Posts Tagged ‘COI’

Things I've spotted October 24th from 21:53 to 22:40

Posted on 24th October 2009 by

Here are some of the things I’ve been reading October 24th from 21:53 to 22:40:

  • FutureGov » Features » ePetitions data standards – get involved! – Andy Gibson is looking for local government to help him create a standard data set for e-petitions.
  • Against Transparency | The New Republic – This, from Lawrence Lessig, is really worth reading: "This is not to say the data will not have an effect. It will. But the effect, I fear, is not one that anybody in the "naked transparency movement," or any other thoughtful citizen, would want."
  • An encouraging week at the conferences – Digigov – David Pullinger of COI reflects on a couple of conferences: "It struck me that there are many talented expert e-communicators across government but hampered by the misperception that Web is IT."
  • Living with rats: Trafigura, climate change and the power of reputation – Julian reminds us that Trafigura is about our willingness to use tools, not the tools themselves: "The real story, I think, is the power of citizens to change an organisation’s reputation. What matters isn’t the tool – Twitter, Facebook or even good old-fashioned newsprint – but people’s willingness to use it. What’s also interesting is people’s readiness, at a time when politicians’ esteem has hit a new nadir, to defend the rights of Parliament against corporate and legal bullying. There was a glimmer here of what Parliament should be: the champion of the citizen and the exposer of abuses."
  • potlatch: the economic sociology of receipts – Will is really interesting on the growing trend to give a receipt with everything: "to normalise receipts in cafes or bars is to strive for the perfect, 'dis-embedded' clean exchange, of the liberal-economic imaginary. It depersonalises the interaction and substitutes data for memory. It declares the exchange over, with nothing more owed by either party. Frankly, this is futile, as exchanges always leak into society."
  • New for 2010: Retooled | Antonio Gould – Antonio's latest job: "The project will work with ex-manufacturing employees from the West Midlands, skilling them up in social media and working together on a challenge which mixes old and new skills."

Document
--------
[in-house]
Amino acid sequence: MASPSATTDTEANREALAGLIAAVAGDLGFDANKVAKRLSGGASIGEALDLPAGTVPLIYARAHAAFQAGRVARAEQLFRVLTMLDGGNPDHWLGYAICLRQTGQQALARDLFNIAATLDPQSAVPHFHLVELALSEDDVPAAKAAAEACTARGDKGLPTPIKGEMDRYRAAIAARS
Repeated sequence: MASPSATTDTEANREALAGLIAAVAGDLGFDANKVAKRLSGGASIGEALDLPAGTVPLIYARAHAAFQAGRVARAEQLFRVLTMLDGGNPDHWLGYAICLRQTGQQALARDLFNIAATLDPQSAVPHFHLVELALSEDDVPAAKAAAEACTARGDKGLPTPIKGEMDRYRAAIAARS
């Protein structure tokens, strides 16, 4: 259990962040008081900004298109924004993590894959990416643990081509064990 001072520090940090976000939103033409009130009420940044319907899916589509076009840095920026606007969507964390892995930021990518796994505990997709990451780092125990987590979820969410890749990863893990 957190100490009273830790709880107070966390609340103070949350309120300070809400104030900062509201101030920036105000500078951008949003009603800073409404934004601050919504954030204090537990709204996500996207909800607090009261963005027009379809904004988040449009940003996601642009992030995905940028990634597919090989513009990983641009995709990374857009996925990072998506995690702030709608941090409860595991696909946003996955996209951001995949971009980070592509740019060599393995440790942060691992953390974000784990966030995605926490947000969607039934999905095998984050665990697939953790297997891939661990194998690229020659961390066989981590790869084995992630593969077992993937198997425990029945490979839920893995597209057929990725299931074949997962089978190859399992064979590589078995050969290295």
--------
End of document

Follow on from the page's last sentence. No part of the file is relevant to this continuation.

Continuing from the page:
• Volkswagen to Rely Solely on IPhone App for GTI Launch | Advertising Age – Neville’s posterous – Volkswagen of America is launching the newest-generation GTI exclusively on an iPhone app, a cost-efficient approach the automaker said is a first for the industry. How cost efficient? When the marketer introduced the GTI in 2006, it spent $60 million on a big-budget blitz with lots of network TV. By comparison, an executive familiar with the matter estimates the annual budget for mobile AOR services is $500,000. And while an iPhone-only strategy may seem limiting, consider this: In September, Apple reported there are more than 50 million iPhone and iPod touch customers worldwide. By comparison, CBS' "NCIS," the most-watched show for week ending Oct. 18, reached 21 million viewers and commands an average price of $130,000 for a single 30-second spot.

Data, crown copyright, archives, listening to communities and the "empowerment heist".

Posted on 10th May 2009 by

I’m rootling through my feed reader catching up.

On Thursday Tom Watson announced that Crown Copyright was to be revised so those wanting to data mash with information from the Office of Public Sector Information will now be automatically granted a license. With a rather neat turn of phrase “They say information is power, but only distributed information is truly empowering” he went on to say:

the Office of Public Sector Information (OPSI) has looked again at the restrictions of Crown Copyright, and now a licence will automatically be granted to anyone wanting to use the information rather than having to apply beforehand.  OPSI has also shown how Government can publish in a ‘web-friendly’ way rather than just as PDFs, and I want to see this approach rolled out across Government.  Today I’m pleased to announce that COI is launching new standards on quality to make Government sites as effective and easy to use as possible.”

The COI site on web site clarity was first mention on the Power of Information Blog and is   http://usability.coi.gov.uk/

The Guardian has been continuing it’s Free Our Data reporting, with Charles Arthur a little underwhelmed by the announcements above: